Study links CBD to peptide that helps protect lungs from COVID-19

A newly published study links CBD, a non-psychoactive cannabinoid found in cannabis, with a significant increase in a peptide that may help protect the lungs of COVID-19 patients from damage. The findings come from the Medical College of Georgia at Augusta University, where researchers found that CBD may help reduce the deadly cytokine storm that has claims many COVID-19 patients' lives.

Respiratory disease COVID-19 may, in severe cases, cause an issue often referred to as 'cytokine storm,' which is a severe immune reaction that damages the body's own tissues and cells rather than just the virus. For COVID-19 patients, a cytokine storm can result in permanent lung damage and often leads to death.

According to the new study, CBD may help protect against this damage by boosting apelin, a peptide that reduces inflammation and, most notably, has been found to drop significantly before a cytokine storm. Earlier this summer, the researchers used an adult respiratory distress syndrome (ARDS) model to link CBD with reduced inflammation, increased oxygen, and lesser lung damage.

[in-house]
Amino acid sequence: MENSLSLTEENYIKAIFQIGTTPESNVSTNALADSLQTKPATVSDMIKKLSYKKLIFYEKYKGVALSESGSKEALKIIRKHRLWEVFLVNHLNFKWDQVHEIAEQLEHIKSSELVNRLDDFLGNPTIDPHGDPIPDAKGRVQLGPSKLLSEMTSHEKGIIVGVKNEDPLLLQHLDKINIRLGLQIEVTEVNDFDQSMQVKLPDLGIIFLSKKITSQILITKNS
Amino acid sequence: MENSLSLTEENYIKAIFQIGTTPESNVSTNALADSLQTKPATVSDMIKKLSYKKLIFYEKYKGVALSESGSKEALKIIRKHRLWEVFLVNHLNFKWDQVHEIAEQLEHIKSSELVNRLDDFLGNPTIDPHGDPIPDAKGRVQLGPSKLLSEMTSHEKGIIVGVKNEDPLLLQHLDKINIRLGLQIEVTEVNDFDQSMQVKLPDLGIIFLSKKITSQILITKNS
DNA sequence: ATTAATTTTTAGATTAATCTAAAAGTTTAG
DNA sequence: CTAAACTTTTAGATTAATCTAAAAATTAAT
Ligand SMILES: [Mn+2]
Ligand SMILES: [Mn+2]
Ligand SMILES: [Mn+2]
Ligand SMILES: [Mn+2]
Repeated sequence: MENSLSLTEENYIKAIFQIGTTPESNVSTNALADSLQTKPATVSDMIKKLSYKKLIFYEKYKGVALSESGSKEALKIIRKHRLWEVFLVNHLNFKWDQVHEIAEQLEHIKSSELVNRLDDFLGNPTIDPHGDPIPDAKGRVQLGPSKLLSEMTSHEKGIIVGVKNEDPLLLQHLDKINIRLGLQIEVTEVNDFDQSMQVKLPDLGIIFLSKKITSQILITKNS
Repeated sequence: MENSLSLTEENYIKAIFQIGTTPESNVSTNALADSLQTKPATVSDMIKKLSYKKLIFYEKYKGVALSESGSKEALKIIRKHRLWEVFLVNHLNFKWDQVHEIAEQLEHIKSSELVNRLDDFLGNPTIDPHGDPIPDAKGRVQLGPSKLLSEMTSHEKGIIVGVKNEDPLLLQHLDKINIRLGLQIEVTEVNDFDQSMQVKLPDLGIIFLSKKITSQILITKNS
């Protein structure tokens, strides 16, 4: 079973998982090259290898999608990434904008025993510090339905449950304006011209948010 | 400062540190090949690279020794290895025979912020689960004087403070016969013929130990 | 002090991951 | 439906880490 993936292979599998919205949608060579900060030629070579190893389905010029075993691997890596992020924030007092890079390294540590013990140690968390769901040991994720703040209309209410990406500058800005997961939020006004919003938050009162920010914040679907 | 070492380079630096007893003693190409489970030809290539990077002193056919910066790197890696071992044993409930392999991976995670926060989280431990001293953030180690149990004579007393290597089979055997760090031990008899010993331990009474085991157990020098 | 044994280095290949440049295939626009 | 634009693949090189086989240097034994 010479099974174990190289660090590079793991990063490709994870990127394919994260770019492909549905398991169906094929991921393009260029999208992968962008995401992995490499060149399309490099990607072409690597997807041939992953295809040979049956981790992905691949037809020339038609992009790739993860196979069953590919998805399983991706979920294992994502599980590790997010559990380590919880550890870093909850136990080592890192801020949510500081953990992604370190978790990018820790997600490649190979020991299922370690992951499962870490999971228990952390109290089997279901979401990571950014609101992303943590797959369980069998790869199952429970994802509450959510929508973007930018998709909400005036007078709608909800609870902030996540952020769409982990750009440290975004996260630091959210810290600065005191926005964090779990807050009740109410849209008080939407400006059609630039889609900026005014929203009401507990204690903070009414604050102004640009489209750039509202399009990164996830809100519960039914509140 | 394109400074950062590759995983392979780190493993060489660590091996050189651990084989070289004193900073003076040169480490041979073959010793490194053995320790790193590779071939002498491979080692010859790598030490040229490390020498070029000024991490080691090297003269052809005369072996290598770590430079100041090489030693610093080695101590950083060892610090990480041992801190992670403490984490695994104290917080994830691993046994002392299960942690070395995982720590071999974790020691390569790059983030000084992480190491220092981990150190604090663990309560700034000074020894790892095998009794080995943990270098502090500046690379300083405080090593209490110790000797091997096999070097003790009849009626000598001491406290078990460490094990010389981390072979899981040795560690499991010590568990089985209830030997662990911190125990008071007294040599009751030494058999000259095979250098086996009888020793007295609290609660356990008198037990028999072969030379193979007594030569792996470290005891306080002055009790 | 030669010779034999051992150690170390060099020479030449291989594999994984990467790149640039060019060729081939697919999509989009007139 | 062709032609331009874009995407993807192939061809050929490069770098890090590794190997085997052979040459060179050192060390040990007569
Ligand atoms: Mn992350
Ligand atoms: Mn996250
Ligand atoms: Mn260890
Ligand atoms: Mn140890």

This new study has potentially found why CBD has been correlated with these outcomes, noting that apelin levels drop before a cytokine storm and that CBD increases apelin levels. The researchers note that in the ARDS lab model, apelin peptide levels reached near to zero, but skyrocketed 20 times with CBD.

Many questions remain, including whether the SARS-CoV-2 virus impacts apelin directly or if the drop in peptide levels is a more 'downstream' outcome. Likewise, it's unclear what other changes may be triggered by CBD to promote better lung function in ARDS patients. Future research will explore the links between CBD, SARS-CoV-2, and apelin specifically, among other things.